Report Reveals BMW’s Nazi Ties
The investigative report, which took five years in the making, reveals for the first time the close ties between members of the Quandt family and the Nazi regime’s leadership.
Günther Quandt, the empire’s founder, was the first husband of Magda Ritschel, who later married Joseph Goebbels, a German politician and one of Adolf Hitler’s closest associates.
According to the report, Quandt’s first son with Magda was raised by the Goebbels, and became one of the managers of his father’s business after the war.
The report also revealed a series of incriminating documents found collecting dust in various archives throughout Germany, which prove the extent of cooperation between the Quandts and the Nazis.
Makers of the investigative report also located survivors of the camps used by the family during World War II, who testified to the horrible conditions they were forced to work under.
The family refused to cooperate with reporters who participated in the investigation.
The Quandt’s have previously denied allegations that they cooperated with the Nazis, and in fact, for years portrayed themselves as victims of the Third Reich.
When the German Forced Labour Compensation Program was established, the family made no contribution, claiming it had nothing to do with the issue.
BMW ‘built fortune on slave labour under the Nazis’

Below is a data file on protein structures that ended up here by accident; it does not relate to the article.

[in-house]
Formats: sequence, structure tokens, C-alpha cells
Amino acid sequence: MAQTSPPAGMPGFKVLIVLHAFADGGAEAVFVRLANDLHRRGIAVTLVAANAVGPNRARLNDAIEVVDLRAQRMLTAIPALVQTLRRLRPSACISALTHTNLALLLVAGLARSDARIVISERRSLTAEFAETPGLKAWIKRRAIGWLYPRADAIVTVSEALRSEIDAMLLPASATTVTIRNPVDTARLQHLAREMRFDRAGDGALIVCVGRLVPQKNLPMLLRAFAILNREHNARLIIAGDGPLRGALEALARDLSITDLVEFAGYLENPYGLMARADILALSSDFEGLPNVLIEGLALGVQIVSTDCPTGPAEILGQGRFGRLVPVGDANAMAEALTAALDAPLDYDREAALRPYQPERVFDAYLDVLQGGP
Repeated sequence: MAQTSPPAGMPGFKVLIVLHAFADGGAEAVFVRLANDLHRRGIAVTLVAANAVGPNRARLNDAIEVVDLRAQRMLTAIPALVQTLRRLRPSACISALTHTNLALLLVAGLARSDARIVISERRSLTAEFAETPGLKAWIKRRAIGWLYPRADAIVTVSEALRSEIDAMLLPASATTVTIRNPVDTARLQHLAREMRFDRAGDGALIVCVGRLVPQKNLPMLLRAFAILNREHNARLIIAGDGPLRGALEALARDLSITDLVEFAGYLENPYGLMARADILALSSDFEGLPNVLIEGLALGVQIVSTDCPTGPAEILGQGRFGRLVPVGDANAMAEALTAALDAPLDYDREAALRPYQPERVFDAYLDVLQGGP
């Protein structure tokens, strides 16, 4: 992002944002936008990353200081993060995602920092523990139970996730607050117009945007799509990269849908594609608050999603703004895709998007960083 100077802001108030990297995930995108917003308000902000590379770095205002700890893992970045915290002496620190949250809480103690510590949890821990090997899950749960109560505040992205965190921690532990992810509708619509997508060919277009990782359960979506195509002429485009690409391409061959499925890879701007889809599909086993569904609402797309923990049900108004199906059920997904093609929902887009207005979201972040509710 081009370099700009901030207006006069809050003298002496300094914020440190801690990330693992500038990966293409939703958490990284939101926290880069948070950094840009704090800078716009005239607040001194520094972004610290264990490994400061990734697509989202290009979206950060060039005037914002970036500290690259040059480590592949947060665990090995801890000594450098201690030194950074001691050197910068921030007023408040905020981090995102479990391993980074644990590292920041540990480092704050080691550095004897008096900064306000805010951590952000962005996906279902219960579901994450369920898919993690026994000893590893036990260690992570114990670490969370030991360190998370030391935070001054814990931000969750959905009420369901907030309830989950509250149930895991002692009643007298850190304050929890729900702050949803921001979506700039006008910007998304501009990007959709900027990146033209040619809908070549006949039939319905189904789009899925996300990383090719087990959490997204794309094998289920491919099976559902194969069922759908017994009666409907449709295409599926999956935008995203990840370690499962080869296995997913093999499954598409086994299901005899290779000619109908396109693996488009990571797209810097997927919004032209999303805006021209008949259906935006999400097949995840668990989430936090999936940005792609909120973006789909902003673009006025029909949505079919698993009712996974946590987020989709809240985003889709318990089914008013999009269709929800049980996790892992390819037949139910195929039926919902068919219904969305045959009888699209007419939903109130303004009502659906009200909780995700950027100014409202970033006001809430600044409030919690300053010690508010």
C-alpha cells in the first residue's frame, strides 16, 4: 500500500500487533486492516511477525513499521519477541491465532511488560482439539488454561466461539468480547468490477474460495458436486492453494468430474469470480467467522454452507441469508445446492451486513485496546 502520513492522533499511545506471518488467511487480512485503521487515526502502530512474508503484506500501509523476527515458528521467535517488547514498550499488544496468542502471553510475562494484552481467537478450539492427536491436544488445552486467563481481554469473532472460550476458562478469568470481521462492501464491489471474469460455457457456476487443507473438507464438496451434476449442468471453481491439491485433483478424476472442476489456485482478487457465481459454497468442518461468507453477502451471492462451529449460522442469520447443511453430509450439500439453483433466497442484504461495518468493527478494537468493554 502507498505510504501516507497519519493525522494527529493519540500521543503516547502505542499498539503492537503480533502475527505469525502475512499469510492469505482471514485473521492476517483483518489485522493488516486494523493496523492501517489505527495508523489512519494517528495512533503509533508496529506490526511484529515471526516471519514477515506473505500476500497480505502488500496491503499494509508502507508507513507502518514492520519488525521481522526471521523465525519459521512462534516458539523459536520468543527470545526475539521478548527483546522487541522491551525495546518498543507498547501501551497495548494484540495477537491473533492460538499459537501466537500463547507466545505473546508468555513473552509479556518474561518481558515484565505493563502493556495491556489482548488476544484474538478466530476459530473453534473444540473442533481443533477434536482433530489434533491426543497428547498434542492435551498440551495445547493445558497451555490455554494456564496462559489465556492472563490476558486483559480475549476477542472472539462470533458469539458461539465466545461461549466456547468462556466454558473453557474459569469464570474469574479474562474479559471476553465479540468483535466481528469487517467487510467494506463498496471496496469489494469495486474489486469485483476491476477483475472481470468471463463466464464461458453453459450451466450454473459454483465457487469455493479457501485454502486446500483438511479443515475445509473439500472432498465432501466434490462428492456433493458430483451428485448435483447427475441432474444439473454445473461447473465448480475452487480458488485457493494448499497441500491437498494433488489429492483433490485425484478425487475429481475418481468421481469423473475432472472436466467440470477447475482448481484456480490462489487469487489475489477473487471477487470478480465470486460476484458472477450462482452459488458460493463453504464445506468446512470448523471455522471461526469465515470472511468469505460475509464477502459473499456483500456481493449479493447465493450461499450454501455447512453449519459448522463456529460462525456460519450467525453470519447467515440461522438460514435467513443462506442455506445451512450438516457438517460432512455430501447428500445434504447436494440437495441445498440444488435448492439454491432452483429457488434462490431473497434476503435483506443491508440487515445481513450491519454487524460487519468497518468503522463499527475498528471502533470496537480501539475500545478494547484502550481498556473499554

3rd October 2007
The owners of the BMW car empire built their £17 billion fortune on the back of slave labour under the Nazis, it has been claimed.
A TV documentary reveals that the Quandt family, controllers of BMW, profited from workers shipped in from concentration camps.
Unlike many German firms whose links to the Nazis have been made public, BMW has resisted investigating its wartime practices.
But the documentary – The Silence of the Quandts – claims that BMW industrialist Gunther Quandt operated a plant which used labourers from the Neugamme concentration camp.
“It was dangerous work, watched over by the SS and many workers died,” said the documentary.
Labourer Takis Mylopoulos, who worked at the Afa plant, making batteries for BMW, said: “It was worse than slave labour. We were treated terribly, had to drink water from the toilets. We were also whipped.”
Quandt, who had a 30 per cent stake in BMW, was held briefly post-war, but declared to be a party member who “went along” with things rather than an ardent Nazi, and so was not charged.
Benjamin Ferenz, a prosecutor at the Nuremberg Trials, said: “If these facts had been laid before the courts, Quandt would have been accused exactly the same as Krupp and I.G. Farben.”
Today, the Quandt family have a fortune estimated at £17 billion.
Many German corporations – car maker VW and media giant Bertelsmann – have investigated their working practices under the Nazis.
VW, for instance, found out that there was a “dying room” at its main plant where women slave labourers were forced to leave their newborns to expire.
While it is well known that major industrial concerns like BMW had to ingratiate themselves with the regime, BMW has never researched into its Nazi past and these facts have not been made public before.
“The Silence of the Quandts” drew a massive audience when it was screened on Sunday night without pre-publicity.
“We were surprised by the film,” said a Quandt family spokesman, adding nothing more.